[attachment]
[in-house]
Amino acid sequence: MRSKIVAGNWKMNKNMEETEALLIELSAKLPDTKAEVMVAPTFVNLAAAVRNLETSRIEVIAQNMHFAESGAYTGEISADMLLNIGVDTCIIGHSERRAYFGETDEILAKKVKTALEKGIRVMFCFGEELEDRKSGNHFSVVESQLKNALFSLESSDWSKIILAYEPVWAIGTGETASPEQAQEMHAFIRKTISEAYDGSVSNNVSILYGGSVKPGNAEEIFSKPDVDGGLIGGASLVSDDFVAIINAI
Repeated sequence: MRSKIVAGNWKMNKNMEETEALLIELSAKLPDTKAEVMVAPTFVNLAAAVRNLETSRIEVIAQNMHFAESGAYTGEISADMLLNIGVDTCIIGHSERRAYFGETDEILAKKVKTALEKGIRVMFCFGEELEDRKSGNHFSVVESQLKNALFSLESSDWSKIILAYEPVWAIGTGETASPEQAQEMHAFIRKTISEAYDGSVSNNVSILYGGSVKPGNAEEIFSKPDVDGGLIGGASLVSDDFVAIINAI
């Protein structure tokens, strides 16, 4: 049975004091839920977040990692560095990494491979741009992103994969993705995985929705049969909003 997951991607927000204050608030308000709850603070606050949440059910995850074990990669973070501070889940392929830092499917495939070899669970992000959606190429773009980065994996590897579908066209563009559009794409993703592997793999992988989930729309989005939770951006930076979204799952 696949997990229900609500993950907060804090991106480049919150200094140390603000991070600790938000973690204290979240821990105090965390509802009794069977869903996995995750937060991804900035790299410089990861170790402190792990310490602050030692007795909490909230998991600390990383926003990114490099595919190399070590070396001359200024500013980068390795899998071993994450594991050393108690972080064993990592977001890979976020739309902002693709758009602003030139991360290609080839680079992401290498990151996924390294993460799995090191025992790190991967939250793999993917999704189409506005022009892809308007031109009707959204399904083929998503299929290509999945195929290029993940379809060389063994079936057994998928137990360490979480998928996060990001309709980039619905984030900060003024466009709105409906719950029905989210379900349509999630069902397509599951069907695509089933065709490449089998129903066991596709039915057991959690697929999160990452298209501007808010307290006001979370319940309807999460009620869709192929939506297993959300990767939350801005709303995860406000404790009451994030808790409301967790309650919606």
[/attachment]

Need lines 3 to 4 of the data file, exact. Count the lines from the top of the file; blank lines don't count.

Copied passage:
Repeated sequence: MRSKIVAGNWKMNKNMEETEALLIELSAKLPDTKAEVMVAPTFVNLAAAVRNLETSRIEVIAQNMHFAESGAYTGEISADMLLNIGVDTCIIGHSERRAYFGETDEILAKKVKTALEKGIRVMFCFGEELEDRKSGNHFSVVESQLKNALFSLESSDWSKIILAYEPVWAIGTGETASPEQAQEMHAFIRKTISEAYDGSVSNNVSILYGGSVKPGNAEEIFSKPDVDGGLIGGASLVSDDFVAIINAI
């Protein structure tokens, strides 16, 4: 049975004091839920977040990692560095990494491979741009992103994969993705995985929705049969909003 997951991607927000204050608030308000709850603070606050949440059910995850074990990669973070501070889940392929830092499917495939070899669970992000959606190429773009980065994996590897579908066209563009559009794409993703592997793999992988989930729309989005939770951006930076979204799952 696949997990229900609500993950907060804090991106480049919150200094140390603000991070600790938000973690204290979240821990105090965390509802009794069977869903996995995750937060991804900035790299410089990861170790402190792990310490602050030692007795909490909230998991600390990383926003990114490099595919190399070590070396001359200024500013980068390795899998071993994450594991050393108690972080064993990592977001890979976020739309902002693709758009602003030139991360290609080839680079992401290498990151996924390294993460799995090191025992790190991967939250793999993917999704189409506005022009892809308007031109009707959204399904083929998503299929290509999945195929290029993940379809060389063994079936057994998928137990360490979480998928996060990001309709980039619905984030900060003024466009709105409906719950029905989210379900349509999630069902397509599951069907695509089933065709490449089998129903066991596709039915057991959690697929999160990452298209501007808010307290006001979370319940309807999460009620869709192929939506297993959300990767939350801005709303995860406000404790009451994030808790409301967790309650919606």